When creating documentation for FOSS projects, consider using the Documentation Development Life Cycle. You may be called to work on projects with existing content or style. You may be working on completely new projects with absolutely no documentation. How do you create quality usable and useful content. One way to create quality content is to use the product. Whether you have a virtual machine or some sandbox to play in or if you sit with a developer while getting a demo, understanding how to use the application or distribution is really essential to quality docs.
Example: Install and use the application by compiling in C/C++ or running in a python virtualenv
List of items also useful when creating docs:
Changelog - very useful for information about upcoming release candidate changes
Release Notes - in addition to changelog (which can be used to create Release Notes) can have additional information
Code - Attending code reviews or stand ups as well as reviewing the code can be insightful when the application is a Work in Progress. Whether the code base is Java, C/C++, python or another language - understanding code or even being a developer can be a great contribution to documentation development.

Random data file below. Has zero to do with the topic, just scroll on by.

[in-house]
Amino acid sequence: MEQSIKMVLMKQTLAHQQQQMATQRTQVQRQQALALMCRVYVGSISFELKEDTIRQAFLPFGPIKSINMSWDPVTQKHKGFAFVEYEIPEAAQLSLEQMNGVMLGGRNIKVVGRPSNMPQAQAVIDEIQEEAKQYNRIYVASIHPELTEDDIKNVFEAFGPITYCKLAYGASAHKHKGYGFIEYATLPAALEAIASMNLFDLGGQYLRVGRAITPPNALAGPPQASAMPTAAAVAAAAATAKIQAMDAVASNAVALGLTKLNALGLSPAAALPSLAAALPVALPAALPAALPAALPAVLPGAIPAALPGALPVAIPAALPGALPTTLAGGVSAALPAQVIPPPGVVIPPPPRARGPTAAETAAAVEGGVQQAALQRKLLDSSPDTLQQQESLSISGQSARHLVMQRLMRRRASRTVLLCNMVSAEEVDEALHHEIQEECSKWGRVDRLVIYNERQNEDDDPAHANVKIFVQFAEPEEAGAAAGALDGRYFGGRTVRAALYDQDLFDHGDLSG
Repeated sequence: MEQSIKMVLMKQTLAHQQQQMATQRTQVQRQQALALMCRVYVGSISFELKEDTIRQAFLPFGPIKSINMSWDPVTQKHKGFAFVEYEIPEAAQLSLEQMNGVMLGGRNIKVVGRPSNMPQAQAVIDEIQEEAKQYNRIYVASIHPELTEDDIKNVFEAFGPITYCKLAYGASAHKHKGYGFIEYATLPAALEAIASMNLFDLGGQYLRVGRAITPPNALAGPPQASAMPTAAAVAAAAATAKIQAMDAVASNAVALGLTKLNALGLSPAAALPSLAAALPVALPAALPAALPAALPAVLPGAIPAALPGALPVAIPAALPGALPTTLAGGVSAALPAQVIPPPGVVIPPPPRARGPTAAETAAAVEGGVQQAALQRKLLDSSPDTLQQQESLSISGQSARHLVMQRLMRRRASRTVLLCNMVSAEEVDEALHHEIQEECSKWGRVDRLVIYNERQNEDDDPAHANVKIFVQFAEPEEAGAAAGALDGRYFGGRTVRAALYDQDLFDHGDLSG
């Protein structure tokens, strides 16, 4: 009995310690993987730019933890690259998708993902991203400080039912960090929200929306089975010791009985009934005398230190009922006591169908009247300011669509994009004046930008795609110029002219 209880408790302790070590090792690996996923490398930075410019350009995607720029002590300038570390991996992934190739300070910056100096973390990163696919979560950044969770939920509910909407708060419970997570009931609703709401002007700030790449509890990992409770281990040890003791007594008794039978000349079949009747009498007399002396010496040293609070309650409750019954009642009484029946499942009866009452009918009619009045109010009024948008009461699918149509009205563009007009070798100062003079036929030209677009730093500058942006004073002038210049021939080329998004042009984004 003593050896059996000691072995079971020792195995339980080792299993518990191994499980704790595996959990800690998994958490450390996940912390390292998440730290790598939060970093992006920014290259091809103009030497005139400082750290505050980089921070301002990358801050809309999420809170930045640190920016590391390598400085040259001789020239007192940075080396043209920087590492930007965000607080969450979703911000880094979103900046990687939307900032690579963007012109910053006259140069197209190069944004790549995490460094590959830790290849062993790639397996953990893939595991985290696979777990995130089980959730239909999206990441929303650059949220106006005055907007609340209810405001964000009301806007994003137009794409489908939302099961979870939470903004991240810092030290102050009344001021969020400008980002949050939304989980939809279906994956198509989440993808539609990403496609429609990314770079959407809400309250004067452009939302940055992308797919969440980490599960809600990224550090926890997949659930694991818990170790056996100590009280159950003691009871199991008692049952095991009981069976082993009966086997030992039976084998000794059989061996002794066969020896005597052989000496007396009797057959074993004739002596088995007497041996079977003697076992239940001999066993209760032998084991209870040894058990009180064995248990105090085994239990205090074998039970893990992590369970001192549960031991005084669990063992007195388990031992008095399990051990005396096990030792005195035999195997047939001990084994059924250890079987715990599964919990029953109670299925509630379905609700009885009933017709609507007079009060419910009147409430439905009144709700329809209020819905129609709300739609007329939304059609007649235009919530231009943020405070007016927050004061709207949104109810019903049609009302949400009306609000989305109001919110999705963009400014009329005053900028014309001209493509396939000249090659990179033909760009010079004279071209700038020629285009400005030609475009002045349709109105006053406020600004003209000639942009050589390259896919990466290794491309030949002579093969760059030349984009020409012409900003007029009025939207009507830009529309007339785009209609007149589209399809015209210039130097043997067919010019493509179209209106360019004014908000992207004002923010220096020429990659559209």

Function and Business design documents - these can list a lot of the features that are being worked on
Bug Reports/Issues - This can be useful for bug driven projects
FOSS Style Guide - Your style guide or playbook to create content includes typography, image standards, as well as usage, license and trademark information. Example: directory for GNU Linux, folder for proprietary systems.
Visuals are nice at times. Here is a visual of the documentation development lifecycle for FOSS projects.
The below template is what I've been using since 2001, with some updates/revisions. GFDL
Primary Audience Profile
| Examples: - Entrepreneurs
- Industrial IOT Developers
- Enterprise Developers
What is the job function of the primary audience?
How will this audience use this document?
What is the educational level of this audience?
How experienced are the members of this audience with the subject matter?
What is the work environment like?
What is the interest level?
What biases, preferences, or expectations, might the audience have?
How much theory or “nice-to-know” information will the audience want?
What other training will they receive in addition to the content?
|Prototypical User||Example: The prototypical primary user is a developer in an industrial environment.|
Secondary Audience Profile
What is the job function of the secondary audience?
|Secondary Audience||Example: The audience consists of teachers for ___ grade level.|